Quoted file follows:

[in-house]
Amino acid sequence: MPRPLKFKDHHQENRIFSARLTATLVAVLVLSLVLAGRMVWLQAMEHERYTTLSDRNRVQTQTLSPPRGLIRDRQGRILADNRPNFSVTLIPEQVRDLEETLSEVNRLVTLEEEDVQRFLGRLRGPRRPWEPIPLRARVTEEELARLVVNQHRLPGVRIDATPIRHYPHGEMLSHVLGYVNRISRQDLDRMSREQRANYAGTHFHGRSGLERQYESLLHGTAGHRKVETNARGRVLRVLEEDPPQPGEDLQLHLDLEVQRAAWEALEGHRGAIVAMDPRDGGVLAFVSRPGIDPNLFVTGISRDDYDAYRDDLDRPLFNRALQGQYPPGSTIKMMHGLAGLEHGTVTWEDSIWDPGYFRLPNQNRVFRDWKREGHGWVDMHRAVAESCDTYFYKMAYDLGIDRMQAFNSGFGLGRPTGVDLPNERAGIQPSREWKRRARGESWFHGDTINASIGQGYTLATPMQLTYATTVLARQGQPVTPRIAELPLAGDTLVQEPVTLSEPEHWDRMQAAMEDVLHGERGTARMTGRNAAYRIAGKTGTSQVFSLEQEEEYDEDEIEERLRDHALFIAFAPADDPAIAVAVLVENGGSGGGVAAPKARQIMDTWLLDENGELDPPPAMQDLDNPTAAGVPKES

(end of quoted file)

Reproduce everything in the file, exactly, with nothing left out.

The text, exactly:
[in-house]
Amino acid sequence: MPRPLKFKDHHQENRIFSARLTATLVAVLVLSLVLAGRMVWLQAMEHERYTTLSDRNRVQTQTLSPPRGLIRDRQGRILADNRPNFSVTLIPEQVRDLEETLSEVNRLVTLEEEDVQRFLGRLRGPRRPWEPIPLRARVTEEELARLVVNQHRLPGVRIDATPIRHYPHGEMLSHVLGYVNRISRQDLDRMSREQRANYAGTHFHGRSGLERQYESLLHGTAGHRKVETNARGRVLRVLEEDPPQPGEDLQLHLDLEVQRAAWEALEGHRGAIVAMDPRDGGVLAFVSRPGIDPNLFVTGISRDDYDAYRDDLDRPLFNRALQGQYPPGSTIKMMHGLAGLEHGTVTWEDSIWDPGYFRLPNQNRVFRDWKREGHGWVDMHRAVAESCDTYFYKMAYDLGIDRMQAFNSGFGLGRPTGVDLPNERAGIQPSREWKRRARGESWFHGDTINASIGQGYTLATPMQLTYATTVLARQGQPVTPRIAELPLAGDTLVQEPVTLSEPEHWDRMQAAMEDVLHGERGTARMTGRNAAYRIAGKTGTSQVFSLEQEEEYDEDEIEERLRDHALFIAFAPADDPAIAVAVLVENGGSGGGVAAPKARQIMDTWLLDENGELDPPPAMQDLDNPTAAGVPKES